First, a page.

That is, "It is very shameful for a believer that in spite of being a believer he should earn a name for using abusive language and for immodest behavior. If a disbeliever earns reputation for himself for mocking the people, or taunting them, or for proposing evil and offensive titles for others, it may not be a good reputation from the point of view of humanity, but it at least goes well with his disbelief. But if a person after affirming the Faith in Allah and His Messenger and the Hereafter earns reputation on account of these base qualities, it is simply regrettable.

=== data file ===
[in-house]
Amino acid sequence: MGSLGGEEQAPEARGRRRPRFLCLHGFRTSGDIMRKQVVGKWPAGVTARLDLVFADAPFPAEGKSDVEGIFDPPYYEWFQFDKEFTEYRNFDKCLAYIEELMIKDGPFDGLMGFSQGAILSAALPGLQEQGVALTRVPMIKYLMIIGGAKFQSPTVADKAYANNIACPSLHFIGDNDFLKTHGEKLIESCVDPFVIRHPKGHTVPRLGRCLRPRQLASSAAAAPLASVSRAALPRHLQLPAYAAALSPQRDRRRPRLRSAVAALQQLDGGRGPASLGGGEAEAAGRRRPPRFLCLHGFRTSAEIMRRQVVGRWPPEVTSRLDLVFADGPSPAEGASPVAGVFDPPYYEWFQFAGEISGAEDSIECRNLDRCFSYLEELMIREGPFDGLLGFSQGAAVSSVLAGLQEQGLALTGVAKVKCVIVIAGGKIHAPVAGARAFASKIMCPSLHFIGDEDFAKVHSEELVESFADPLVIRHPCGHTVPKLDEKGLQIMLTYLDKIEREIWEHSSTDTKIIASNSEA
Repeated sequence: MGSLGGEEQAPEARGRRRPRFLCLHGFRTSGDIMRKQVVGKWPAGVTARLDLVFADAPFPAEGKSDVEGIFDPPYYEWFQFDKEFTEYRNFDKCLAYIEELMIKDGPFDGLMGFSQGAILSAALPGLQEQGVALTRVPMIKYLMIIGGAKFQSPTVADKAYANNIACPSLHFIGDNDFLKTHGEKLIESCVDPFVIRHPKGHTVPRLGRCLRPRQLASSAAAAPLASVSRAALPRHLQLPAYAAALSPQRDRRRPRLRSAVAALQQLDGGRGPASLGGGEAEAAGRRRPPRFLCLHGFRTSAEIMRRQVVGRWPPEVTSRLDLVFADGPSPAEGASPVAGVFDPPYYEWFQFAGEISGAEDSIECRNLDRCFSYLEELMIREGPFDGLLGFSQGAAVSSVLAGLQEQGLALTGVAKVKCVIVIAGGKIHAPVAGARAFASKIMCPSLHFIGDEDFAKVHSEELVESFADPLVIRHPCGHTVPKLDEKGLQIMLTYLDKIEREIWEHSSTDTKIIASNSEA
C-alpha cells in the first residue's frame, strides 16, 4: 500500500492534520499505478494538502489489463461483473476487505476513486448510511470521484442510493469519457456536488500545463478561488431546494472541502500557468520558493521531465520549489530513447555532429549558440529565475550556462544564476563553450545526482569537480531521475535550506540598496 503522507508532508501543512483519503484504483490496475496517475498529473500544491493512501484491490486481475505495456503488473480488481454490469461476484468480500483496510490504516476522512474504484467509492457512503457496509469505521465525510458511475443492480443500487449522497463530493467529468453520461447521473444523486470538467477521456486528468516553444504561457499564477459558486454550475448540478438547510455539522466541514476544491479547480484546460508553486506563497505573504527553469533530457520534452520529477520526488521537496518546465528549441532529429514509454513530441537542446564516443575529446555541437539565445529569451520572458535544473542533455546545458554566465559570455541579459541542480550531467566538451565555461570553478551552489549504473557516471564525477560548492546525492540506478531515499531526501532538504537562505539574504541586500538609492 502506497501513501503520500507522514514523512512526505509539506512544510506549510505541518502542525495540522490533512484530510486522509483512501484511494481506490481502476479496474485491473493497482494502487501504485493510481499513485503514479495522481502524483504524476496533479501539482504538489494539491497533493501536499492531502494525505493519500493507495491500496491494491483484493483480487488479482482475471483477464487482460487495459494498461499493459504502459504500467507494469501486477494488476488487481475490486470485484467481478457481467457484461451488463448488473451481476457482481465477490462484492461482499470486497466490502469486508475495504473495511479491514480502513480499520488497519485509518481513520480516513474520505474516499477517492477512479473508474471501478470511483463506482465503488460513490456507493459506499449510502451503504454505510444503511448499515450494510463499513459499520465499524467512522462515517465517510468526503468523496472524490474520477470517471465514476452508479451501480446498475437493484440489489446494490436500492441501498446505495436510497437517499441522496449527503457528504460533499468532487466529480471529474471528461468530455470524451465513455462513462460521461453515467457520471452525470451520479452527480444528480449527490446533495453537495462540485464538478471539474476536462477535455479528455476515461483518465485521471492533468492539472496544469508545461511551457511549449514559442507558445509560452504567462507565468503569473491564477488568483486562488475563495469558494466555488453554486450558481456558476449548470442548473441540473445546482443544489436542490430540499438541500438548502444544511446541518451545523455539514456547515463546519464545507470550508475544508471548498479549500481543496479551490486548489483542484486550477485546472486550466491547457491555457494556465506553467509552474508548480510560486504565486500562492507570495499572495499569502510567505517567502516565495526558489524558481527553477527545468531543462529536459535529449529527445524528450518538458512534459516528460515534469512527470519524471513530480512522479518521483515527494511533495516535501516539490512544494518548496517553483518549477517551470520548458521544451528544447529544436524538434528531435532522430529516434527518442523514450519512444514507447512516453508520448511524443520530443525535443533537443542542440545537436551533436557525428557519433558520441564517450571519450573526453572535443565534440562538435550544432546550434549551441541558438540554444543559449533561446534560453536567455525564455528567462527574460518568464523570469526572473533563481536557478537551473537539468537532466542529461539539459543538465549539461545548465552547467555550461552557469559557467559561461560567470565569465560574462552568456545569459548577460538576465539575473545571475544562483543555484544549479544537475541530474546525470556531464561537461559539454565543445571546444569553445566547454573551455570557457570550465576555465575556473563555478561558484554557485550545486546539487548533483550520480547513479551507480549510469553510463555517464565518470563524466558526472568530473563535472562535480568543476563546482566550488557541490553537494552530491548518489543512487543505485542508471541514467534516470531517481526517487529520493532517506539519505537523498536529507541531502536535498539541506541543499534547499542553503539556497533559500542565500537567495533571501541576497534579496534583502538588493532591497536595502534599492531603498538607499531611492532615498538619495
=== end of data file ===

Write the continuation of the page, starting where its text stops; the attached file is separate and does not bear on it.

(O ye who believe! Let not a folk deride a folk who may be better than they (are)…) [49:11]. This was revealed about Thabit ibn Qays ibn Shimas. The latter was hard of hearing and when he came to see the Messenger of Allah, Allah bless him and give him peace, the Companions made room for him in order for him to sit next to the Prophet so that he could hear him. He came one day when people were already seated and started stepping over people, saying: “Make room! Make room!” One man said to him: “You have found a place, so sit down!” Thabit sat down but he was angry. He tried to tease the man. He said: “Who are you?” The man said: “So-and-so”. Thabit exclaimed: “What, the son of so-and-so”, and he mentioned his mother about whom they used to taunt him in the pre-Islamic period. The man lowered his head out of embarrassment. Then, Allah, exalted is He, revealed this verse. (… not let women (deride) women who may be better than they are) [49:11]. This was revealed about two of the wives of the Prophet, Allah bless him and give him peace, who derided Umm Salamah. What happened is that the latter tied her loins with a white dress and spread its extremity behind her such that she dragged it behind her. ‘A’ishah said to Hafsah: “Look at what she is dragging behind her! It looks like a dog’s tongue”. This was their derision of her. Anas said: “This was revealed about the wives of the Prophet, Allah bless him and give him peace, who made fun of Umm Salamah because she was short. ‘Ikrimah reported that Ibn ‘Abbas said: “Safiyyah bint Huyayy ibn Akhtab went to the Messenger of Allah, Allah bless him and give him peace, and said: ‘O Messenger of Allah, women revile me, saying: O Jewess, daughter of Jewish parents!’ The Messenger of Allah, Allah bless him and give him peace, said to her: ‘Could you not have said to them in reply: my father is Aaron, my uncle is Moses and my husband is Muhammad’. Then, Allah, exalted is He, revealed this verse”. (…nor insult one another by nicknames…) [49:11]. Ahmad ibn Muhammad ibn Ibrahim al-Mihrajani informed us> Abu ‘Abd Allah ibn Battah> ‘Abd Allah ibn Muhammad ibn ‘Abd al-‘Aziz> Ishaq ibn Ibrahim al-Marwazi> Hafs ibn Ghiyath> Dawud ibn Abi Hind> al-Sha‘bi> Abu Jubayrah ibn al-Dahhak> his father and uncles who said: “The Prophet, Allah bless him and give him peace, came to us and, when some men used nicknames to call others, it was said: ‘O Messenger of Allah, those who are called by these nicknames do not like it’. This verse was then revealed (…nor insult one another by nicknames…)”.